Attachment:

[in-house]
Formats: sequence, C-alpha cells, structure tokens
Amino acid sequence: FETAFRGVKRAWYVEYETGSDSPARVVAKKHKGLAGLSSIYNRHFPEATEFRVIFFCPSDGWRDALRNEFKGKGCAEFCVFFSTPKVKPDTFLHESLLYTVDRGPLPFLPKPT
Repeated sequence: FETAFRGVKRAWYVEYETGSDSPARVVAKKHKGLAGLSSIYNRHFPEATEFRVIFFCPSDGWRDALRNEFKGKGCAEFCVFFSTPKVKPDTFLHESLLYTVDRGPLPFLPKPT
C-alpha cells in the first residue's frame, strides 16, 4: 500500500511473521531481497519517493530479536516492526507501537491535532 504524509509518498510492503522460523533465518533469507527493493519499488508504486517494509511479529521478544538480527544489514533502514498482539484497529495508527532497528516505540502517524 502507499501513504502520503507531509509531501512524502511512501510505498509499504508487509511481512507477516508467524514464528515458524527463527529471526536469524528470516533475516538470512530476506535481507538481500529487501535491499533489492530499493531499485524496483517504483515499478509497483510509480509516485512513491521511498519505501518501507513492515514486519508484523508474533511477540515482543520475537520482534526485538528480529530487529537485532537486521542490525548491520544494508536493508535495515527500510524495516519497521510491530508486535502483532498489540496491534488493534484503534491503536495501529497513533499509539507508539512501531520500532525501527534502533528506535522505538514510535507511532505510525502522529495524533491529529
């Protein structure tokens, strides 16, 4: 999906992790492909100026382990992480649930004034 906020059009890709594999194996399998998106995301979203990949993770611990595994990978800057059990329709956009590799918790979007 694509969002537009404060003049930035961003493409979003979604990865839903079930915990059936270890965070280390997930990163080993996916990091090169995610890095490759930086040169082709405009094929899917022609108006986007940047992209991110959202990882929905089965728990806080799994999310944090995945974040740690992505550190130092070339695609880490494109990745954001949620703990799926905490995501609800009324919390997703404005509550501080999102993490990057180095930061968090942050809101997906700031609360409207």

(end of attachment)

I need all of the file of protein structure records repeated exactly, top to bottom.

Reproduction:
[in-house]
Formats: sequence, C-alpha cells, structure tokens
Amino acid sequence: FETAFRGVKRAWYVEYETGSDSPARVVAKKHKGLAGLSSIYNRHFPEATEFRVIFFCPSDGWRDALRNEFKGKGCAEFCVFFSTPKVKPDTFLHESLLYTVDRGPLPFLPKPT
Repeated sequence: FETAFRGVKRAWYVEYETGSDSPARVVAKKHKGLAGLSSIYNRHFPEATEFRVIFFCPSDGWRDALRNEFKGKGCAEFCVFFSTPKVKPDTFLHESLLYTVDRGPLPFLPKPT
C-alpha cells in the first residue's frame, strides 16, 4: 500500500511473521531481497519517493530479536516492526507501537491535532 504524509509518498510492503522460523533465518533469507527493493519499488508504486517494509511479529521478544538480527544489514533502514498482539484497529495508527532497528516505540502517524 502507499501513504502520503507531509509531501512524502511512501510505498509499504508487509511481512507477516508467524514464528515458524527463527529471526536469524528470516533475516538470512530476506535481507538481500529487501535491499533489492530499493531499485524496483517504483515499478509497483510509480509516485512513491521511498519505501518501507513492515514486519508484523508474533511477540515482543520475537520482534526485538528480529530487529537485532537486521542490525548491520544494508536493508535495515527500510524495516519497521510491530508486535502483532498489540496491534488493534484503534491503536495501529497513533499509539507508539512501531520500532525501527534502533528506535522505538514510535507511532505510525502522529495524533491529529
């Protein structure tokens, strides 16, 4: 999906992790492909100026382990992480649930004034 906020059009890709594999194996399998998106995301979203990949993770611990595994990978800057059990329709956009590799918790979007 694509969002537009404060003049930035961003493409979003979604990865839903079930915990059936270890965070280390997930990163080993996916990091090169995610890095490759930086040169082709405009094929899917022609108006986007940047992209991110959202990882929905089965728990806080799994999310944090995945974040740690992505550190130092070339695609880490494109990745954001949620703990799926905490995501609800009324919390997703404005509550501080999102993490990057180095930061968090942050809101997906700031609360409207």